Podcast

What It’s Like Leaving Apple to Found a Startup

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Collective Wisdom for Tech Startups

Episode 3— Holly Shelton Founder/CEO, MoveWith

In this third episode of the Collective Wisdom podcast you’ll learn about what it’s like going from the world’s largest company, Apple, to the smallest possible company, a single-person startup. After decamping from Cupertino Holly Shelton raised over a million dollars to start MoveWith, the Airbnb for fitness.

Listen and you’ll learn about how to decide what to pay yourself when you’re the boss, why being CEO is one of loneliest jobs you can imagine, and what it’s like pitching the iPad in front of Steve Jobs.

Here’s the full podcast:

More About Holly and MoveWith

Full disclosure: I’m a proud investor in MoveWith. In this podcast we spend a lot of time talking about what it’s like going from a big, iconic company to a teeny startup, but I wanted to explain what got us so excited about MoveWith in the first place.

Holly was born to do this

Holly worked in one of the most high-pressure environments imaginable — Apple under Steve Jobs. She managed teams that developed the new Macbook product line and coordinated global product launches. She got to talk to the press about wildly anticipated projects. While most people would kill for a job like this, Holly wanted to build a new venture from the ground up around her personal passion of fitness.

As I got to know Holly I learned that this determined streak was a core theme of her personality. In high school and college she worked towards becoming an olympic skier until an injury sidelined those ambitions. When we first met with Holly, it was clear that MoveWith was more than a company, it was her life’s work. Moreover, when we referenced the business, everyone had the same thing to say “we love the company, and we really love Holly.”

Holly had an epiphany

There’s been a tremendous amount of innovation in the fitness space in the last couple years. The all-you-can-eat ClassPass model has earned rave reviews from users and massive valuations from VCs, though in our diligence we heard that not all studios were as enthused. SoulCycle brought disco/club-type production values to spinning classes. But Holly saw that most startups were focusing on the space or equipment, not the teachers. In her experience the teachers were the lifeblood of classes and so she set out to uncouple locations in teachers. By focusing on this underserved segment, she’s created a growing team of trainers who act as advocates for her business.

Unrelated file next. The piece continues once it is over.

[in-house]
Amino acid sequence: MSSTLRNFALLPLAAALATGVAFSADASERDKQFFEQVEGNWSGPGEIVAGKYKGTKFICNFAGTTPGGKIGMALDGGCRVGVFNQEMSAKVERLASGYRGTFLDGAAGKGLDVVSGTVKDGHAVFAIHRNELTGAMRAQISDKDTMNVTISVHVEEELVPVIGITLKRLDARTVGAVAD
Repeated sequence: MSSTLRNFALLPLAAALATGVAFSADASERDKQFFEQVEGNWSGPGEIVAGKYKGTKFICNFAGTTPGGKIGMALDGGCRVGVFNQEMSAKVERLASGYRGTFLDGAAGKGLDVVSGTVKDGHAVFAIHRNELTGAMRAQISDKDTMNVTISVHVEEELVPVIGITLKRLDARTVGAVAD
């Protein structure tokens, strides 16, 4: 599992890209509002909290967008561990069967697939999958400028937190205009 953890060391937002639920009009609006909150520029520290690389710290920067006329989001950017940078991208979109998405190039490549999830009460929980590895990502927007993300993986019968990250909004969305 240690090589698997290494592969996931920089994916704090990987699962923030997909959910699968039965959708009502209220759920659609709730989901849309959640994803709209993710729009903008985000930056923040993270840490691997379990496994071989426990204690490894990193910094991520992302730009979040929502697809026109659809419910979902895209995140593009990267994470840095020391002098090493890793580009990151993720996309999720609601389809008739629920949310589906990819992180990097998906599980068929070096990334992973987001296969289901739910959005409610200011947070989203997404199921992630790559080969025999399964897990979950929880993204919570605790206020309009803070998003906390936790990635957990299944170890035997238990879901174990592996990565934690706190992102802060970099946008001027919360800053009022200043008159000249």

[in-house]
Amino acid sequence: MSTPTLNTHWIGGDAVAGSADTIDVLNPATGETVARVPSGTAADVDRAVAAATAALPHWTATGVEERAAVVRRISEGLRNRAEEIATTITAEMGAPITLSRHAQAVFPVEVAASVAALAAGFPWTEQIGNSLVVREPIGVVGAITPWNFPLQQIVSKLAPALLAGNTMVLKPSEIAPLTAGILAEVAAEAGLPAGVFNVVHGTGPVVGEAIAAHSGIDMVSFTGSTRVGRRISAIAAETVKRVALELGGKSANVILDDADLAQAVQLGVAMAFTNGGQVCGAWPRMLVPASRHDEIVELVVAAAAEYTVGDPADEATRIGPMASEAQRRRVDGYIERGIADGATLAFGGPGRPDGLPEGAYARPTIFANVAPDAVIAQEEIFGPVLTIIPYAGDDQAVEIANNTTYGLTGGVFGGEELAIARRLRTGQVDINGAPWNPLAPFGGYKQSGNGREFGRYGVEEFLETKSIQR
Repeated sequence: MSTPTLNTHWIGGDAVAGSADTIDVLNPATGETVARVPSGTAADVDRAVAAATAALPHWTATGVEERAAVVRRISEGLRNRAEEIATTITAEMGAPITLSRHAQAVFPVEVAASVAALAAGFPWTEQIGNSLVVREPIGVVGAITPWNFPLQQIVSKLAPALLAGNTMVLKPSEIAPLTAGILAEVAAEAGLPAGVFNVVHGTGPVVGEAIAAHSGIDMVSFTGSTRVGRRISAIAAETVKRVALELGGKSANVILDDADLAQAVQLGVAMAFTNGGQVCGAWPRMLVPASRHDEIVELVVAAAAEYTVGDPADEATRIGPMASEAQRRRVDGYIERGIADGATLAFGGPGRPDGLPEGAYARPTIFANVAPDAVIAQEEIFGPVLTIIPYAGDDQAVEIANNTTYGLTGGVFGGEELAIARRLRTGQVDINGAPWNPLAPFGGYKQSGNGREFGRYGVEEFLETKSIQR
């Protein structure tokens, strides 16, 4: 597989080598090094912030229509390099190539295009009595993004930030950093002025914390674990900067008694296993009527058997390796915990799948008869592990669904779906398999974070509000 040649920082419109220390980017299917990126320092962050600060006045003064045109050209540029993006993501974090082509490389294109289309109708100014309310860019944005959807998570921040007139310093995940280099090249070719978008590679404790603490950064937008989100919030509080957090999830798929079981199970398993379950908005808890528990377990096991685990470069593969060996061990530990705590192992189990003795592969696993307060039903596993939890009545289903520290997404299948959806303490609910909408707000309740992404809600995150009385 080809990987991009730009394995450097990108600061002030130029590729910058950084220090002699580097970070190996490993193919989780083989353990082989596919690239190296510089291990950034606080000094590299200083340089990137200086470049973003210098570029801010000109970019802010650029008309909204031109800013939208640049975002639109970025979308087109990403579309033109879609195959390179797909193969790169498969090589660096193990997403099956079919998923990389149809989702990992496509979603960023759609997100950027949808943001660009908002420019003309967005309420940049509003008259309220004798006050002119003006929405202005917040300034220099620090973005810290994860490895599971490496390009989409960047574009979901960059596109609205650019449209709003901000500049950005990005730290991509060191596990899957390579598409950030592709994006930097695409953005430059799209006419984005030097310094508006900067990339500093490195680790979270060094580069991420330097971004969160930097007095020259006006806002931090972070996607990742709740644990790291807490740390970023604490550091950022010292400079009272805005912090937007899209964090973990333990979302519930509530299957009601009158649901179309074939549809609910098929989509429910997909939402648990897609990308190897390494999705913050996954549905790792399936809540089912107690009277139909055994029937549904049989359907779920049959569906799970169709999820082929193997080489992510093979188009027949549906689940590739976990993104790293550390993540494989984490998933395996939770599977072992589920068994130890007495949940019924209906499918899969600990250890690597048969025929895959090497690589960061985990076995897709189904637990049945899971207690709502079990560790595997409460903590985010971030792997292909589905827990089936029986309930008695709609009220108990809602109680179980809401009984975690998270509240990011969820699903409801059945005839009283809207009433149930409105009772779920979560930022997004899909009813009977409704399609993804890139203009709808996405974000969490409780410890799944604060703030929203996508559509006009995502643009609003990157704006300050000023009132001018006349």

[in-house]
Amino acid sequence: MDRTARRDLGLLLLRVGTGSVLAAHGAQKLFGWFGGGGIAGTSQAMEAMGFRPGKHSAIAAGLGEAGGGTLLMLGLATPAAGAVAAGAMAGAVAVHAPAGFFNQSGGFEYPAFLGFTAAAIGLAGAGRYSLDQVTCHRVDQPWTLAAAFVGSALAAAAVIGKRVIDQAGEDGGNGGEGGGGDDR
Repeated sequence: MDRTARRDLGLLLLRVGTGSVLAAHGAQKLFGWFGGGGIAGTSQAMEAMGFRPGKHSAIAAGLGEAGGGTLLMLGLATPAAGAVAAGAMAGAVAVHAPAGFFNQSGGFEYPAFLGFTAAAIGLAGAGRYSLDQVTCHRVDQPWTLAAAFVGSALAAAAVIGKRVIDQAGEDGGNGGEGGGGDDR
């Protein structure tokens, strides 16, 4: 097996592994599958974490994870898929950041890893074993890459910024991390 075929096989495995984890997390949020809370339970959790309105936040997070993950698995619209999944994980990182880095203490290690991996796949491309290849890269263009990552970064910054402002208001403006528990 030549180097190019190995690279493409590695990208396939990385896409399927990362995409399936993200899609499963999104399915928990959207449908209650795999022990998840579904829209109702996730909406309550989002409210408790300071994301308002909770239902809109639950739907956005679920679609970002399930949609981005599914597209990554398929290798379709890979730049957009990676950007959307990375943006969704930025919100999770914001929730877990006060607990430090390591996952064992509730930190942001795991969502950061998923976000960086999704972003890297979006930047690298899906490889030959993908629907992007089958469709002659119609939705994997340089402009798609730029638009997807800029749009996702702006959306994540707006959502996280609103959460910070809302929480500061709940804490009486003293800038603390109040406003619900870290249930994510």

As a side effect, this lead to the creation of an amazing line up of innovative classes. Instead of doing yoga in a stuffy gym, MoveWith instructors find interesting spaces like churches and nightclubs to offer their courses. Some use this uncoupling to make classes even more convenient, by holding them in the workout rooms of apartment buildings, for instance. Additionally, the types of classes getting created are totally unique — from multi-day retreats to run + yoga classes.

A MoveWith kickboxing/yoga class in an old church.

Holly tested the business on a shoestring

Even though she worked at the highest levels of technology, moving from a massive hardware company to a nimble software-based strategy is risky. Apple could seemingly summons the world’s experts in any field to help on its products. And despite her passion for fitness, Holly had never managed all of the functions of a business. Holly recognized these risks and sought out ways to prove that they wouldn’t be insurmountable obstacles. Holly knew that she’d need advisors to support her on the MoveWith journey.

To supplement her business expertise she recruited Michael Horvarth, the Co-founder/CEO of Strava, who has very relevant experience in the type of business she was trying to build. She joined Project11’s accelerator withKatie Rae to help build out the product, hire talent and refine the business model. When it came time to find engineers she recruited people fromEventBrite an Apple to build out the vision.

To prove her product chops, Holly put up a crude landing page simply to see if she could fill classes. She recruited a few top teachers in Boston and before long she was holding dozens of classes that filled up almost instantly. Before she had a mobile app, or even any capital, she made sure she could fill studios with people eager for her unique take on classes. I really admired that scrappy effort to prove out the business concept. In fact, I joined one of these classes and went for a run around the Charles River then a yoga class in a co-working space. Needless to say, I was hooked as both investor and customer! (can’t wait for the NYC launch!)

We couldn’t be more pumped to have backed Holly and the MoveWith team (along with Project11, Launch Capital, Blade, & Scott Belsky) and can’t wait to see them cross the finish line.